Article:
You know it's not 1966 because June Cleaver is no longer at home. She had to take a job at Starbuck's because Ward lost his job when his company was purchased by a hedge fund who fired all middle management. He took a lower paying job, then lost it, when the company closed its doors because it couldn't compete with a Chinese competitor which stole all its patents and flooded the market with cheaper copycat products. Ward went into depression and finally moved out.
After June gets off work, she takes care of the Beaver's daughter LaJune while he completes drug rehab. LaJune's mom, whom Beaver married so she could gain citizenship and not be deported back to Haiti, should be out of a women's federal prison by Christmas. While June works the early shift, Wally and Eddie Haskell, who married last Easter, care for LaJune.
Ward is living with long time family friend Barney Fife in a van down by the river. Barney lost his bid to become sheriff when he tweeted some "regrettable photos" to 600,000 Twitter followers when he meant to send them only to Thelma Lou who was horribly embarrassed, hurt, confused and angry.
No, it's not 1966. America has changed, if you haven't been to Wal-Mart or Bastrop Federal Satellite Camp lately. It's well on its way to becoming non-white, non-Christian and vastly different. It's more complicated, messier. Many who long for the good ole days are angry, afraid and some are buying into reactionary hate fed by fear.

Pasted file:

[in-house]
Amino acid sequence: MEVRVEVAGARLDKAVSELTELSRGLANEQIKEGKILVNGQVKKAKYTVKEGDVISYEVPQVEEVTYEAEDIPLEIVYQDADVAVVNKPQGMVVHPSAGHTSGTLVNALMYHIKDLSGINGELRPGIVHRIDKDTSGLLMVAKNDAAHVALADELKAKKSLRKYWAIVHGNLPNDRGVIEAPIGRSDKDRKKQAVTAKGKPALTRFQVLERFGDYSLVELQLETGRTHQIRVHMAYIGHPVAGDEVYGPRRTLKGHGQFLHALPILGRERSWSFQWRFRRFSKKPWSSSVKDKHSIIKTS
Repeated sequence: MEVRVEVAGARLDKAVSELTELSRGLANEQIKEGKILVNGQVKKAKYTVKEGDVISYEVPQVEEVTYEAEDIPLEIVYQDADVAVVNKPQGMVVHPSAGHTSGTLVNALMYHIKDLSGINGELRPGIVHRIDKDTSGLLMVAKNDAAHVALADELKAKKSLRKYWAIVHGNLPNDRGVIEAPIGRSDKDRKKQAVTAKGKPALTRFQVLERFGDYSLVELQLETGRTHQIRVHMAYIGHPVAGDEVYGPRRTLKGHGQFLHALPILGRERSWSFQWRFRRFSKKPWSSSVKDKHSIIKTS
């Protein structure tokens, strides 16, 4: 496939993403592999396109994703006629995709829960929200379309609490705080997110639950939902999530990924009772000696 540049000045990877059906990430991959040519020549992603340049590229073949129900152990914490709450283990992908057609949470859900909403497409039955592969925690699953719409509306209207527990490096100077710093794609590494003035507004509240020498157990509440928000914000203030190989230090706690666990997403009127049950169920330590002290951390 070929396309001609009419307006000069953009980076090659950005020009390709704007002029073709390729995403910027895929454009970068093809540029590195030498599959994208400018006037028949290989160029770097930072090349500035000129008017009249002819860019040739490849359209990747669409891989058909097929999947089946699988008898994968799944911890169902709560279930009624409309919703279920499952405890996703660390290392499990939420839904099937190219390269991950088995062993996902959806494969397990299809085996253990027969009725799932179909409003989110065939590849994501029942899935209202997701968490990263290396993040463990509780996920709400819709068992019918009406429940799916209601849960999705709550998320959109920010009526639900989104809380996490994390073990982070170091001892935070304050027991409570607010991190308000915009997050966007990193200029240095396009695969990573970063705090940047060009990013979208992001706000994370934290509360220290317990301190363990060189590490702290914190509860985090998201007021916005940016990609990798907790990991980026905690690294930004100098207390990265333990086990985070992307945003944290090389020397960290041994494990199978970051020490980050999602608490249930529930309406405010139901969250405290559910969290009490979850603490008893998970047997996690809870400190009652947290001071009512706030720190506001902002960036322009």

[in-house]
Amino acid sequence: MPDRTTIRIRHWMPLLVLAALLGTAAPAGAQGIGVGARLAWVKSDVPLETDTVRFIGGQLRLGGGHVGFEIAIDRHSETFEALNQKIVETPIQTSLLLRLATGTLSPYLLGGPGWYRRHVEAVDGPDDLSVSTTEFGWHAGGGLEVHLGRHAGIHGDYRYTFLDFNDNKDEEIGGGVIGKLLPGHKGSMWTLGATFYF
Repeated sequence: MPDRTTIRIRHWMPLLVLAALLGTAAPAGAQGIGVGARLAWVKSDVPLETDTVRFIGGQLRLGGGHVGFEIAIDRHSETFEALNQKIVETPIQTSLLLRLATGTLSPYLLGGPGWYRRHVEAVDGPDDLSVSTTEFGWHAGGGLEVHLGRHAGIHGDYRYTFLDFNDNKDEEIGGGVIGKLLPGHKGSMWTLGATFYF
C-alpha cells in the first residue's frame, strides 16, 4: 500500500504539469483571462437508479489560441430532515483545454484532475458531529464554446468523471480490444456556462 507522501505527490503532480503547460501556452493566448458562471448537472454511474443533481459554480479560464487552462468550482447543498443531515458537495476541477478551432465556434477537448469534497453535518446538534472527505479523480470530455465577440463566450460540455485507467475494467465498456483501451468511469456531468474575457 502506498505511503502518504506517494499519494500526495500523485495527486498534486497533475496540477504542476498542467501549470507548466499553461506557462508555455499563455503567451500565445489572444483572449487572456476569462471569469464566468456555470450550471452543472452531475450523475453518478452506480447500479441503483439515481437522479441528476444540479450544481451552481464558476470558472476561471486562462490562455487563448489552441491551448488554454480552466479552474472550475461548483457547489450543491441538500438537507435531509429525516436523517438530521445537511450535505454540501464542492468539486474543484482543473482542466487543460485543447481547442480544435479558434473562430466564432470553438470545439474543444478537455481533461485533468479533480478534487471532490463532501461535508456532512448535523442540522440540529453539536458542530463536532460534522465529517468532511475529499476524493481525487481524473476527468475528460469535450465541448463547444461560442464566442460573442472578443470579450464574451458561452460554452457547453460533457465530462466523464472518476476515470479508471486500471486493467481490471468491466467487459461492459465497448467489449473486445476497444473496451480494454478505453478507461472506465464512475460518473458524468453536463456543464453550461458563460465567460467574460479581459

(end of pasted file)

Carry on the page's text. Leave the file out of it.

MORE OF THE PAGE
Is this change a bad thing? I'm not sure it matters because it's inevitable. Personally I think we could make it a great thing, but some of us need to make a decision. Maybe you're like me and are in the 2nd half of life (some might say the 4th quarter) and you've made some mistakes, experienced some suffering, been the beneficiary of God's love and grace, and still want to make a difference. So how are we going to respond to the societal upheaval caused by these inevitable demographic and cultural shifts and a global economic reality?
Thankfully we have a choice because we know a God of love. We can choose to see life through the cloudy lens of fear, anxiety, paranoia, judgment, hate, and self protectionism. Maybe we're going to choose to straddle the fence and say we are "loving but not affirming" whatever that means. Or are we going to see life in the light through the clear loving eyes of Jesus of Nazareth? Are we going to build walls or bridges?
How we see and treat June, Ward, Wally and Eddie, Beaver, LaFonda, LaJune, Barney and Thelma Lou could make all the difference, not just in their lives, but in our lives and in our country's future. We could make it our finest hour.